How to Apply Gradient Filters to Your Photos on a Computer

The Gradient Filter tool is generally used to darken or desaturate the top portion of a photo—the sky. It basically copies the effects of the physical gradient filters that you can place on a lens. In the new Zoner Photo Studio X, this simple feature is enhanced with some new possibilities, opening it up for new uses.

Besides physical graduated neutral density filters (about which you can read more in our article Everything You Need to Know About Graduated Neutral Density Filters), there’s also a “virtual” kind. You can find the tool Gradient filter in Zoner Photo Studio, where it was available in the Editor already in earlier versions. But in Zoner Photo Studio X it also became a part of the Develop module, and it has some new abilities as well. So you can now use the gradient filters non-destructively and use them on RAW files directly.

Setting Things Up

Gradient filters now have a total of eight settings that you can adjust.  In addition to the traditional lightening or darkening of photos, you can also have these filters add contrast or sharpen, or work with lights only/shadows only. There is also still the classical option of toning the filter towards a specific color.

New settings for gradient filters.

New settings for gradient filters.

Coloring Evening Clouds

Evening skies are generally tinted towards interesting colors. You can further enhance that atmosphere if you’d like, by using a gradient filter to emphasize the saturation and contrast of clouds’ colors.

Coloring an already-colorful sky.

Coloring an already-colorful sky.

Emphasizing the Stars

To emphasize a starry sky, use the Clarity and Sharpness settings. These settings are available in ZPS in many places besides gradient filters, but when you only need to draw out detail in one part of a photo, e.g. just the stars, the Gradient Filter is the ideal choice.

Emphasizing the stars.

Emphasizing the stars.

Enhancing Photos Taken on a Shadow/Light Border

On summer days you’ll often have the sun shining directly on one part of a photo while the rest is left in shadow. That leaves one part overexposed and the other underexposed. If this shadow/light border is a fairly straight line across the whole photo, then you can can use the gradient filter to correct it, as I’ve done here.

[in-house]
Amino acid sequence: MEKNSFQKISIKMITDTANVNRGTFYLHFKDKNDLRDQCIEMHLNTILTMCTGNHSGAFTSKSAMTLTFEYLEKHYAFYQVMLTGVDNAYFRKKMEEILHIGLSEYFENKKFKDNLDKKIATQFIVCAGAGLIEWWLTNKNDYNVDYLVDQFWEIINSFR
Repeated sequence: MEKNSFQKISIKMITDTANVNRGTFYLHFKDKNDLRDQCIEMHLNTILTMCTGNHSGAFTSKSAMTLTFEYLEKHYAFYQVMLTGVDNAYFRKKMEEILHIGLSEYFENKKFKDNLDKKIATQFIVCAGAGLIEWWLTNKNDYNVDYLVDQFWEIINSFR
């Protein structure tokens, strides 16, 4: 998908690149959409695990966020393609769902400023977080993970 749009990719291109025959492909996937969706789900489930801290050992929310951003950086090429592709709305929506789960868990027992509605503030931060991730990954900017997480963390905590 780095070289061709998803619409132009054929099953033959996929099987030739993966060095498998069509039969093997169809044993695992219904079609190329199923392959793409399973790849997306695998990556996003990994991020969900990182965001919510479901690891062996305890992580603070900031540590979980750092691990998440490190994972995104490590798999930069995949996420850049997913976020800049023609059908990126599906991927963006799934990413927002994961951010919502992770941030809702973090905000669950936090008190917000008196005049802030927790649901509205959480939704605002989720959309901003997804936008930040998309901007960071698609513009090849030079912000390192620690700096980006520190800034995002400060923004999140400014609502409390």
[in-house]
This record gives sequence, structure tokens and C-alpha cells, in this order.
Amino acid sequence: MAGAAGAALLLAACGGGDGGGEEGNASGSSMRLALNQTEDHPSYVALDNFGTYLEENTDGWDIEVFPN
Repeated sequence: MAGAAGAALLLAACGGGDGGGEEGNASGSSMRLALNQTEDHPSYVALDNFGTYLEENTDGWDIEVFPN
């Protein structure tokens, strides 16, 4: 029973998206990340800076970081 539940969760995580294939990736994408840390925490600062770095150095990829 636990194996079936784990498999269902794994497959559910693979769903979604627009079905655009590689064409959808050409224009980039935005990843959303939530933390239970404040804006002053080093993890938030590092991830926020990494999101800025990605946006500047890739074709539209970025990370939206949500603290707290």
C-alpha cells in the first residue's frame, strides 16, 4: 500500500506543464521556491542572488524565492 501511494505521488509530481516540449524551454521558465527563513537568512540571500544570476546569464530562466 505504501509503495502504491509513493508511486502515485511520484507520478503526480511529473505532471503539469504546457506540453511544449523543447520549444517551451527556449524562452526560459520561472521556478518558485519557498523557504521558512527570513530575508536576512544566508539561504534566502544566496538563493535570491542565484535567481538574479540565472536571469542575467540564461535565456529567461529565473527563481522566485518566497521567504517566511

Darkening the upper, brighter part of the photo.

Darkening the upper, brighter part of the photo.

Using Multiple Filters at Once

In this photo it would be appropriate to darken the sky a bit more. Click Add Filter to add another gradient filter to a photo that already has one. We’ll have the second filter darken only a small piece of the sky at the top. Notice how, if you’re applying multiple filters, you can use the box at the top to keep track of them.

Two gradient filters in one photo.

Two gradient filters in one photo.

Color Toning Just Part of a Photo

Another thing that you can use gradient filters for is color-toning just one part of a photo. For this, however, you will want to choose the Gradient Filter within the Editor. That’s because you’ll be needing to use the Mode setting to set the Difference blending mode. I’ll be using a dark violet filter for illustration.

Color toning.

Color toning.

A Practical Tool That Will Save You Time

Personally I actually prefer to wait and use a gradient filter on my computer, not my camera, because when I’m shooting there often isn’t time to mount something onto my camera. If you’re shooting to RAW, you’ll usually be able to pull out enough data that your picture will still look fine after you’ve applied gradient filters in post-editing.

The new abilities for gradient filters in the Develop module make them an extremely practical and effective post-editing tool.

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Last updated 2. November 2016

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Author: Matej Liska

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